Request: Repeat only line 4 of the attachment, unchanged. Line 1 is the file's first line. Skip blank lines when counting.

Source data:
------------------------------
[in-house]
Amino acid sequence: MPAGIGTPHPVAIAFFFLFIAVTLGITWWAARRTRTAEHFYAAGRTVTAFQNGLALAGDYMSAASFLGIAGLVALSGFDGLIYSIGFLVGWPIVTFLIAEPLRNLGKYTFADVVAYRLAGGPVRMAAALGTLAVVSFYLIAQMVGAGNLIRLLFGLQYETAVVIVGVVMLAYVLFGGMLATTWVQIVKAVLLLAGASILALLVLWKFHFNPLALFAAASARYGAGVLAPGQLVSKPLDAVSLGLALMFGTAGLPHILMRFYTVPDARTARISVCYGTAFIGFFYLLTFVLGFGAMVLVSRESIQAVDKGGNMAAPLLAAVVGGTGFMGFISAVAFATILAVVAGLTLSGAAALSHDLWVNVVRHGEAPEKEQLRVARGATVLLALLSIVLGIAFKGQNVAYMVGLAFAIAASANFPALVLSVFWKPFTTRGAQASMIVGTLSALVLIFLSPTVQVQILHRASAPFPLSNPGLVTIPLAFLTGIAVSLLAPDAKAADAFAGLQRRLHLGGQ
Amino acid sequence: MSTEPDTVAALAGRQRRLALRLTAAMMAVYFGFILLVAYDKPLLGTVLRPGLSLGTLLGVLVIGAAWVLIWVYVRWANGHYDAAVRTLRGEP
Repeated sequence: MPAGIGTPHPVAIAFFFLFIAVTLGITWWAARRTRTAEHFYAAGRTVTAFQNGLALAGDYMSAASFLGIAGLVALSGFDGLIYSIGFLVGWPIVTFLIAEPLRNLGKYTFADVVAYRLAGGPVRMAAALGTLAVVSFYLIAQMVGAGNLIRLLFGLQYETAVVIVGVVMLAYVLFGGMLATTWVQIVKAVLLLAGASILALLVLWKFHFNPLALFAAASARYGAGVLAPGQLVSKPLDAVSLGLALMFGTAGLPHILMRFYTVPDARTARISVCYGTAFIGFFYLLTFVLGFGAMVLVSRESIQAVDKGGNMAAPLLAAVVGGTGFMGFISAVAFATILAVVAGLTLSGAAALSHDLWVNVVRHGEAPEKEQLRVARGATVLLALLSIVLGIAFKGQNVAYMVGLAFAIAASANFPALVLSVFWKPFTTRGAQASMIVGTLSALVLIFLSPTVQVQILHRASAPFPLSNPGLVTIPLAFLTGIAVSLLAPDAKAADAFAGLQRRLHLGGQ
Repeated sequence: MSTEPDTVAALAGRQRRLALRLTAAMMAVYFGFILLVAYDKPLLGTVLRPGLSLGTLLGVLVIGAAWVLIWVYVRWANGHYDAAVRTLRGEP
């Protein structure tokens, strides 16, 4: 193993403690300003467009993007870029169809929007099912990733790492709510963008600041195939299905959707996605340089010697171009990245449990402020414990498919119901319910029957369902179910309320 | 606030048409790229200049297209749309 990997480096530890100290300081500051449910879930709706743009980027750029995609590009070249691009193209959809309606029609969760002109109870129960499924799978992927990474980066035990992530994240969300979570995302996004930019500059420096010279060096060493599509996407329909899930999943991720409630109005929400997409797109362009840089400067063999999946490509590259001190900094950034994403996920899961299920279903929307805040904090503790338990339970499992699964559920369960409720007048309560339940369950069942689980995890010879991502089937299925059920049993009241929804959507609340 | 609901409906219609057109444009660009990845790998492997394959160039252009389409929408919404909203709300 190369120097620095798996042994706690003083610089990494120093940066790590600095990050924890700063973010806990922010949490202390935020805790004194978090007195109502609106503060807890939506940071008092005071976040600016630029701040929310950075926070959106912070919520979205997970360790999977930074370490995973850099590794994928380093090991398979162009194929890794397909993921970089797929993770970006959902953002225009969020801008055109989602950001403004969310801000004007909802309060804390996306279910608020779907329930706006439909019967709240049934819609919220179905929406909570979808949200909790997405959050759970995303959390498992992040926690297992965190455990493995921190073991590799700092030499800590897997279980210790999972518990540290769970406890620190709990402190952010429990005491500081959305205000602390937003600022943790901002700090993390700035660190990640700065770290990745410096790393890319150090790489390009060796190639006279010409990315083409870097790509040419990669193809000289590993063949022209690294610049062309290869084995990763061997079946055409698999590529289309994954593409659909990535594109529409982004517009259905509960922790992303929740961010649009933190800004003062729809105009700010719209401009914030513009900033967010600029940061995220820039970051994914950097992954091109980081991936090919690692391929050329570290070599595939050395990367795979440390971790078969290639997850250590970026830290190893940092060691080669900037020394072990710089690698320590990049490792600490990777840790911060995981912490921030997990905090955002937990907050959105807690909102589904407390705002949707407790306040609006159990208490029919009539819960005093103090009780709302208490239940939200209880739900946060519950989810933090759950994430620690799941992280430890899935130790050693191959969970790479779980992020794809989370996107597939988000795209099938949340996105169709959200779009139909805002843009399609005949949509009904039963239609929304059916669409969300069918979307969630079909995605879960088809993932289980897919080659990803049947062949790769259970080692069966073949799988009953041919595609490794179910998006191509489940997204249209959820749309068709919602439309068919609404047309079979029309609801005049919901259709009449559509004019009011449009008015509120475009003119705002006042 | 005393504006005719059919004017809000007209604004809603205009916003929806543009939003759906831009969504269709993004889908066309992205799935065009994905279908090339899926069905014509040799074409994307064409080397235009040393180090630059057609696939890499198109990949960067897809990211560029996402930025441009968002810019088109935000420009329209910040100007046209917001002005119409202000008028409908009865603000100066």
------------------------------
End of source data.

Repeated sequence: MPAGIGTPHPVAIAFFFLFIAVTLGITWWAARRTRTAEHFYAAGRTVTAFQNGLALAGDYMSAASFLGIAGLVALSGFDGLIYSIGFLVGWPIVTFLIAEPLRNLGKYTFADVVAYRLAGGPVRMAAALGTLAVVSFYLIAQMVGAGNLIRLLFGLQYETAVVIVGVVMLAYVLFGGMLATTWVQIVKAVLLLAGASILALLVLWKFHFNPLALFAAASARYGAGVLAPGQLVSKPLDAVSLGLALMFGTAGLPHILMRFYTVPDARTARISVCYGTAFIGFFYLLTFVLGFGAMVLVSRESIQAVDKGGNMAAPLLAAVVGGTGFMGFISAVAFATILAVVAGLTLSGAAALSHDLWVNVVRHGEAPEKEQLRVARGATVLLALLSIVLGIAFKGQNVAYMVGLAFAIAASANFPALVLSVFWKPFTTRGAQASMIVGTLSALVLIFLSPTVQVQILHRASAPFPLSNPGLVTIPLAFLTGIAVSLLAPDAKAADAFAGLQRRLHLGGQ